Despite what sexed-up vampire shows like True Blood try to tell us, there is nothing sexy about death. The cold, grotesque reality of a corpse is something which strikes fear and disgust into the heart of most – it is a cruel reminder of our finite reality, our inevitable end. Fashion, however, mostly conjures up far more pleasant images. From the location-based fantasies of fashion editorial to the luxury fabrics and displays of extravagance shown on the runway, fashion is designed to be aspirational. Gender politics and political issues occasionally get mentioned (mainly thanks to Miuccia and Vivienne), but at its core fashion is an industry built on aspiration. On the whole, we aspire to wealth and to beauty, and the runways reflect these aspirations en masse.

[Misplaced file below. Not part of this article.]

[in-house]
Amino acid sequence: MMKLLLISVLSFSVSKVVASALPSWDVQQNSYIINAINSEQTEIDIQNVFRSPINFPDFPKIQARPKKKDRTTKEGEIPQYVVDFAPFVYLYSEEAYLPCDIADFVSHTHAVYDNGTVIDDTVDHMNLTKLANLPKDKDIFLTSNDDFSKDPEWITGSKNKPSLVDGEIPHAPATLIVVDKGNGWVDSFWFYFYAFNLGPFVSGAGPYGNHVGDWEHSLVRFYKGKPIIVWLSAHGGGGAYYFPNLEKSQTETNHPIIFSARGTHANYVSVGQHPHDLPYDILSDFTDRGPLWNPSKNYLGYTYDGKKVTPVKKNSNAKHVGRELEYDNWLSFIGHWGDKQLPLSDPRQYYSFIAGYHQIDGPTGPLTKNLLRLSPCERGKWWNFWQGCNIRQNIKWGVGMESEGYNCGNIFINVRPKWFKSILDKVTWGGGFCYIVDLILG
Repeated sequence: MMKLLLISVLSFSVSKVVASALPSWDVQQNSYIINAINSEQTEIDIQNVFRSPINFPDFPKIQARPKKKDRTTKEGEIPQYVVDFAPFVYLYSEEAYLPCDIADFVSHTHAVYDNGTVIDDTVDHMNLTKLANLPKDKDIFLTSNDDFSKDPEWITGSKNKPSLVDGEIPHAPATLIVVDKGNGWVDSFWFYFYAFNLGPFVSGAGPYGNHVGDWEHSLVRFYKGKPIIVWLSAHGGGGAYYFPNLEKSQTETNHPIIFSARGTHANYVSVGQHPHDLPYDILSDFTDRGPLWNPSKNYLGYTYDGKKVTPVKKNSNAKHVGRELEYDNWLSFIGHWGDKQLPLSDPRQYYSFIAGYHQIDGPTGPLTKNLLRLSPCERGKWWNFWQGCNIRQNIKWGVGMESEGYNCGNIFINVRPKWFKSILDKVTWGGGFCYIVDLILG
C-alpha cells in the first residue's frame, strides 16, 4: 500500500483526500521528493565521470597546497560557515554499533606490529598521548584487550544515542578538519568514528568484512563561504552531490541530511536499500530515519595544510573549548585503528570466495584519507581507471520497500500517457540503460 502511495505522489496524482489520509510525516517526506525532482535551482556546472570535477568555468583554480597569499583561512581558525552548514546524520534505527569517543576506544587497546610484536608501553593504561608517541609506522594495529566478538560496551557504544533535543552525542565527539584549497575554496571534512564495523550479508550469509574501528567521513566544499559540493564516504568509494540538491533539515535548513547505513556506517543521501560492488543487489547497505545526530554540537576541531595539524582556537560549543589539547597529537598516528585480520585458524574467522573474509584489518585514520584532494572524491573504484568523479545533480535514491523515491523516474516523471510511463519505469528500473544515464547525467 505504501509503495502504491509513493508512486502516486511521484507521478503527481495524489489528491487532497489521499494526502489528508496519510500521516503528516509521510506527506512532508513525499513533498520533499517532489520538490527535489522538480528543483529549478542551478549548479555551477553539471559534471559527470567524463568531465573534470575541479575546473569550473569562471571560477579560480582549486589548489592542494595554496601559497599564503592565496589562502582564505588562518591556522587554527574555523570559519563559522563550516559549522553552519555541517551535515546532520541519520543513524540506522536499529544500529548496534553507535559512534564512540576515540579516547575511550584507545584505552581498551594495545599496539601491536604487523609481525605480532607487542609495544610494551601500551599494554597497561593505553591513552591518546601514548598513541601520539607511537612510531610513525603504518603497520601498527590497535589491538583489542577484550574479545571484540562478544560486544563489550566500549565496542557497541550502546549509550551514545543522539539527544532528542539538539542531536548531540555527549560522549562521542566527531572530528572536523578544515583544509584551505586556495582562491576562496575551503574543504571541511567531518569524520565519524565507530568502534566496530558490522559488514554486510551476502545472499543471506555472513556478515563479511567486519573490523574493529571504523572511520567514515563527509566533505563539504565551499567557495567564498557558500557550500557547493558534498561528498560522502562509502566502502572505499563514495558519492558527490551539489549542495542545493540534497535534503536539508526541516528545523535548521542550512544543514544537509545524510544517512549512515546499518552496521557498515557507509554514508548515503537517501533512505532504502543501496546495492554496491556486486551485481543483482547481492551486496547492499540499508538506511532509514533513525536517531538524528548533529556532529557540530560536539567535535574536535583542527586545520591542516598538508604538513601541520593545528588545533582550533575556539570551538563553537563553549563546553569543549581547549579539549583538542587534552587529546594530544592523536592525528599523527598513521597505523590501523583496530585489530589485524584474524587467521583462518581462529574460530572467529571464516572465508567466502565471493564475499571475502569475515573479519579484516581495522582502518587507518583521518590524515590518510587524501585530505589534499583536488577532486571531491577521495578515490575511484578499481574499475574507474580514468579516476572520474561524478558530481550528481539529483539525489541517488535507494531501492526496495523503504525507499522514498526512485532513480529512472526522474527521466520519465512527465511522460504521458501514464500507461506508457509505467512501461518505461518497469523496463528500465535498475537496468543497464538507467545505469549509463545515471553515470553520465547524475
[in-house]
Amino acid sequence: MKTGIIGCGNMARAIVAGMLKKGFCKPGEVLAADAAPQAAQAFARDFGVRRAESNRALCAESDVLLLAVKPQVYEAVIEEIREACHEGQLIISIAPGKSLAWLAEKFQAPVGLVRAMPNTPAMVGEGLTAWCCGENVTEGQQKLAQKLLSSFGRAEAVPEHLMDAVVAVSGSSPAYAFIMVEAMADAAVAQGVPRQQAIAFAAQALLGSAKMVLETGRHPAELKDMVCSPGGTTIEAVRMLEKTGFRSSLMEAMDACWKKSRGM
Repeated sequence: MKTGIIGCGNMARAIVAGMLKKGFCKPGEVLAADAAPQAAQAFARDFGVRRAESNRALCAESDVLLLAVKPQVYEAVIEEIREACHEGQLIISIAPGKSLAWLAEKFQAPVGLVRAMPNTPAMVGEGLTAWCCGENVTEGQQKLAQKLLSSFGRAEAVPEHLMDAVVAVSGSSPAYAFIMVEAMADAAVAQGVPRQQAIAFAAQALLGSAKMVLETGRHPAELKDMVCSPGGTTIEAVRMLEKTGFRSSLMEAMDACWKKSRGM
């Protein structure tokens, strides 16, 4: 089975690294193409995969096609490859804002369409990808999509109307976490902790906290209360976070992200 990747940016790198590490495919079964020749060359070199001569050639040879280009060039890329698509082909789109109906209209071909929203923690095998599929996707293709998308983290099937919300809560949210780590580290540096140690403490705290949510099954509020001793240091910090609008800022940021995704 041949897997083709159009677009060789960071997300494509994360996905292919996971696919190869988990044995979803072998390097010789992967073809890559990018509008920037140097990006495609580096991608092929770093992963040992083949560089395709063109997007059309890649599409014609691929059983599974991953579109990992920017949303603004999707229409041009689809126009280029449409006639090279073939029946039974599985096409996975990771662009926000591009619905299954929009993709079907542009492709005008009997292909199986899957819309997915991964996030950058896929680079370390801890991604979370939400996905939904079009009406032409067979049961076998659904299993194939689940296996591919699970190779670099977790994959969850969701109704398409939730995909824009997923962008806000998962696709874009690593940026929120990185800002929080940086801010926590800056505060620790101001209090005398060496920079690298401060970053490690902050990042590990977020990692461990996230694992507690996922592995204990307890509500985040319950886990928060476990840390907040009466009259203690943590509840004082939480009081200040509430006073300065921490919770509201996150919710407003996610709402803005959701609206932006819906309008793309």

However, in a recent series entitled UGLY, Showstudio launched an investigation into the concept of ugliness and how it can be rendered desirable in the hands of certain mavericks. The series is also designed to explore the various reasons for the social reluctance to accept ugliness – after all, society is informed by its surroundings. The things that we see and associate as ‘ugly’ are not only repulsive to us because of our own life experiences and our own perceptions, but the perceptions of the age in which we grew up. The example that Lou Stoppard cites as being “of our time” is the Harley Street generation, a legion of men and women determined to bleach out any imperfection. We are often told our imperfections are what make us perfect, but in a world of “Human Barbies” and silicone experiments gone wrong, it seems that we are reluctant to listen to this advice. It could be as simple as covering a pimple or as extreme as breast enhancement, the concept remains the same – it is the concept of “self-improvement” which we are shown to be technologically possible in the modern world. Unsurprisingly enough, the importance of hygiene and cleanliness is also related to these examples of aesthetic perfection. Decay, disease, dirtiness – all of these are to be avoided at all costs. Instead, our bodies and faces should be gleaming, free of blemishes, plastic, artificial.